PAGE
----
With EY’s confirmation that growth in big data deals is running at an annual rate close to 30% coming hot on the heels of Microsoft’s $26 billion purchase of LinkedIn, the summer has seen intensification of the global dash-for-data. Underlining this increased emphasis on data-driven deals is the fact that data has firmly established itself as the primary commodity to be mined in the 21st Century. Data driven transactions are likely to define dealmaking for a generation – this in turn pose questions for business leaders and the legal and accounting community alike.

Every tap on a smart phone, every turn of a road in a connected car: it is all logged, analysed and wherever possible monetised. The new ways in which data is captured and considered, and the extent to which we have accepted this as part of our everyday lives, would have been unthinkable ten years ago. Even five years ago. But the collective willingness of the world’s population to grant access to their data is revolutionising society and the corporations and institutions that serve it.

Harnessing the power of this unending stream of data is now the top priority for many businesses, be they global conglomerates or rapidly growing start-ups. But deciding to acquire data is in many ways the straightforward part – negotiating and papering a deal which protects that value and then unlocking the inherent value in a potential treasure trove of information is much more difficult to achieve.

Deriving meaningful insight from largely unstructured data sets is incredibly challenging. It is particularly so for organisations that have only recently become attuned to the idea that the information they hold about their customers is probably more valuable than the goods and services they currently sell to them.

Some industries have been quicker to respond to the opportunity data presents than others. Take the advertising and retail sectors, both of which have developed increasingly sophisticated targeting and profiling techniques over many years; we are now seeing these ideas being translated to other sectors.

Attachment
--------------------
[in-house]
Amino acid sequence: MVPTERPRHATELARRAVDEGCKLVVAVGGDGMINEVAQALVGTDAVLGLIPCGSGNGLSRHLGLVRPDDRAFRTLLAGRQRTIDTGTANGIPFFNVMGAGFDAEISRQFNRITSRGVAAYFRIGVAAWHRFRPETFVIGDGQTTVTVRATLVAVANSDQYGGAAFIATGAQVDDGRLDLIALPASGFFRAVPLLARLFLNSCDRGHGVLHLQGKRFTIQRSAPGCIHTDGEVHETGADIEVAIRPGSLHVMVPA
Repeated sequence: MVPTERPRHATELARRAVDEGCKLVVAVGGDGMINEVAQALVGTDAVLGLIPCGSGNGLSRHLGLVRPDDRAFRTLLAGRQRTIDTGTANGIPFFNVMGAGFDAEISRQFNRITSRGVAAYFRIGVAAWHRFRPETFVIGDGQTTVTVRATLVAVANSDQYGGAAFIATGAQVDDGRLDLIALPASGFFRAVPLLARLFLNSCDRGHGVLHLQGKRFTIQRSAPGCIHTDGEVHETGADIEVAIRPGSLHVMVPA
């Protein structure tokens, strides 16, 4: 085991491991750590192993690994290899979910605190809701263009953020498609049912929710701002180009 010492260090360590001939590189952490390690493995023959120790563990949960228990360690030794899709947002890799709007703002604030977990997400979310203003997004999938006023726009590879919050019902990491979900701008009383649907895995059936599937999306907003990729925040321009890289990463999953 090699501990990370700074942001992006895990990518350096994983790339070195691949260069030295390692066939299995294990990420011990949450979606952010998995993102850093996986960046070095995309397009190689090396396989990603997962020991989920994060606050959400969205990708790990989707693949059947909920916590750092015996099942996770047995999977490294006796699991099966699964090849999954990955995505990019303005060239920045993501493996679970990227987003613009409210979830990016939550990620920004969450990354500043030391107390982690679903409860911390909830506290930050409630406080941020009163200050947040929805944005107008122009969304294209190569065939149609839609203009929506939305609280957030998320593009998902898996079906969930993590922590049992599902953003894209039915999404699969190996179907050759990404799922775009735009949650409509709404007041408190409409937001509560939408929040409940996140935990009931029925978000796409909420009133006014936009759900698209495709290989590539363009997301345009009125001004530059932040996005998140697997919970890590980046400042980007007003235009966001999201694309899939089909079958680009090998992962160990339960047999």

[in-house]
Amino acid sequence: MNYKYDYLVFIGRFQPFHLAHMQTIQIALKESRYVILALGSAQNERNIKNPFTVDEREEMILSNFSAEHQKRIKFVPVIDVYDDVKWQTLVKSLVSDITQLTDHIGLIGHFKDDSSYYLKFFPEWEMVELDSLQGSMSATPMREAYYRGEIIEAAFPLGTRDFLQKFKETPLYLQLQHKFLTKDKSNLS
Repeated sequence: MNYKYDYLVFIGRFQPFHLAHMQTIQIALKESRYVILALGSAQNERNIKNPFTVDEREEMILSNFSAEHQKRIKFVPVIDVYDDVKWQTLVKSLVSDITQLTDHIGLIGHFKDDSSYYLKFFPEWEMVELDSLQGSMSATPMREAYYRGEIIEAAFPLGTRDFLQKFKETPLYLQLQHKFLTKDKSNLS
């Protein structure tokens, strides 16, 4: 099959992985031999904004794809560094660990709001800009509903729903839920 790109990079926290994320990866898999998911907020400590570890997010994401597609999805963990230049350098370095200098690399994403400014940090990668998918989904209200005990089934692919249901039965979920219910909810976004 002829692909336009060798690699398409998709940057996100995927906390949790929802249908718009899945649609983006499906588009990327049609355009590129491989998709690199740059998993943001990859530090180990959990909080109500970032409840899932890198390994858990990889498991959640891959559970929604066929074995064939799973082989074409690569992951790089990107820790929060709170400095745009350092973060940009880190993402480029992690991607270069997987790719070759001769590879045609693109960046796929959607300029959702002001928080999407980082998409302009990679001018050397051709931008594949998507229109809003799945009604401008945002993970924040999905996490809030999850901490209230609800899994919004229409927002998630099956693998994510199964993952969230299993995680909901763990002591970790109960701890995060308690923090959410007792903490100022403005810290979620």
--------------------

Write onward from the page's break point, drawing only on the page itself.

The growth of cloud computing means that in the financial services market a start-up can build retail-focussed algorithmic trading platforms in ways that simply would not have been economically viable just a few years ago.

While data-driven deals are undoubtedly attractive and potentially transformative for many organisations, the pitfalls and potential obstacles standing in the way of long-term success are considerable.

Effectively pricing the true value of data is hard enough for those immersed in the sector – for ‘data newbies’ it is likely to be much tougher.

The discounted cash flow models that are the mainstay of the ‘old economy’ are much less effective in a digital world where true value is determined by the level of insight that one can derive from any given data pool.

And when it comes to papering the deal how do you address the question of value and its impact on price.

There is also the risk that seemingly valuable data can turn out to be utterly worthless. Given that algorithms are ultimately programmed by fallible humans, who is legally to blame in such a situation? It is difficult enough to establish legal protections against tangible assets which turn out to be worthless or “damaged goods”.

Indemnity or warranty protections for useless algorithms raise new questions with the additional challenge that its resulting loss will be regarded by lawyers as speculative and difficult or impossible to recover.

The issue of ownership, which is less binary than one might initially think, also has to be rigorously considered. Who actually owns the data being acquired is often far from certain, as are the appropriate consents to process that data in accordance with applicable law. There is even a genuine legal question as to whether data can truly be owned in the same way as other assets.

As an increasing number of data-driven deals are announced in the coming years, access to data, and the robustness of the controls that regulate this data, will be heavily scrutinised. For example, who bears liability if in the course of negotiations or shortly after a deal it turns out there has been a cyber-attack and that proprietary data is put up for sale on the dark web?

The dash for data will also place an increased burden on the respective regulatory and competition authorities reviewing and evaluating such deals. The European Authorities have made great strides coming to terms with the evolving landscape but questions remain including whether competition law will be applied to data and analytics in the same way as it has been applied to physical goods and services.

Given the pro-digital economy stance taken by the European Commission it is possible that in time, the existing competition law framework could be deployed to data and analytics in the same way as it has to software and bundling.

Finally, there is the issue of individual consent. Just because a firm acquires data, does it automatically mean that it has the appropriate consent to analyse the information in any manner it wants? The answer is no: as individuals we typically grant consent to our data for specific reasons and to specific parties, which might ultimately render an acquisition redundant or irrelevant.

But while the opportunities are clear, significant threats exist. And in the digital dash-for-data everything is up for grabs.